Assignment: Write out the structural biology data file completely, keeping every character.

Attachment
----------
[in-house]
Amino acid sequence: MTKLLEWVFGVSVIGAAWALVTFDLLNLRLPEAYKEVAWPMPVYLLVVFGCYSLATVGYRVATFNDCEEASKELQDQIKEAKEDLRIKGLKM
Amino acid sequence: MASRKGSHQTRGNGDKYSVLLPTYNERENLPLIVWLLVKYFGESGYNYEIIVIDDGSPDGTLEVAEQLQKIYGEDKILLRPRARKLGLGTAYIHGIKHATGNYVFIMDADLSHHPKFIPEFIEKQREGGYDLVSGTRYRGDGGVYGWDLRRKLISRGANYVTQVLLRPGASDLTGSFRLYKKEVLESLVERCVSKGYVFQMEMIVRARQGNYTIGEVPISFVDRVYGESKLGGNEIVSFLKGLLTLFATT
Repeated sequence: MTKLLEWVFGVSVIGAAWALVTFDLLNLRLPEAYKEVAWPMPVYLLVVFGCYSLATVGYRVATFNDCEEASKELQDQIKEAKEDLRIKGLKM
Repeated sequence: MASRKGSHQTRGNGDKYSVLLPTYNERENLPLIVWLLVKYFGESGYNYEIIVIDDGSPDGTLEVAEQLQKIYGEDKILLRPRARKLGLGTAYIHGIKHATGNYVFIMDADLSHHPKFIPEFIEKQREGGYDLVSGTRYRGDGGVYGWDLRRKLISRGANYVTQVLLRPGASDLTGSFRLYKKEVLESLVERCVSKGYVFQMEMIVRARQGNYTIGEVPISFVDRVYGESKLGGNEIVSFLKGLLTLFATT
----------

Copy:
[in-house]
Amino acid sequence: MTKLLEWVFGVSVIGAAWALVTFDLLNLRLPEAYKEVAWPMPVYLLVVFGCYSLATVGYRVATFNDCEEASKELQDQIKEAKEDLRIKGLKM
Amino acid sequence: MASRKGSHQTRGNGDKYSVLLPTYNERENLPLIVWLLVKYFGESGYNYEIIVIDDGSPDGTLEVAEQLQKIYGEDKILLRPRARKLGLGTAYIHGIKHATGNYVFIMDADLSHHPKFIPEFIEKQREGGYDLVSGTRYRGDGGVYGWDLRRKLISRGANYVTQVLLRPGASDLTGSFRLYKKEVLESLVERCVSKGYVFQMEMIVRARQGNYTIGEVPISFVDRVYGESKLGGNEIVSFLKGLLTLFATT
Repeated sequence: MTKLLEWVFGVSVIGAAWALVTFDLLNLRLPEAYKEVAWPMPVYLLVVFGCYSLATVGYRVATFNDCEEASKELQDQIKEAKEDLRIKGLKM
Repeated sequence: MASRKGSHQTRGNGDKYSVLLPTYNERENLPLIVWLLVKYFGESGYNYEIIVIDDGSPDGTLEVAEQLQKIYGEDKILLRPRARKLGLGTAYIHGIKHATGNYVFIMDADLSHHPKFIPEFIEKQREGGYDLVSGTRYRGDGGVYGWDLRRKLISRGANYVTQVLLRPGASDLTGSFRLYKKEVLESLVERCVSKGYVFQMEMIVRARQGNYTIGEVPISFVDRVYGESKLGGNEIVSFLKGLLTLFATT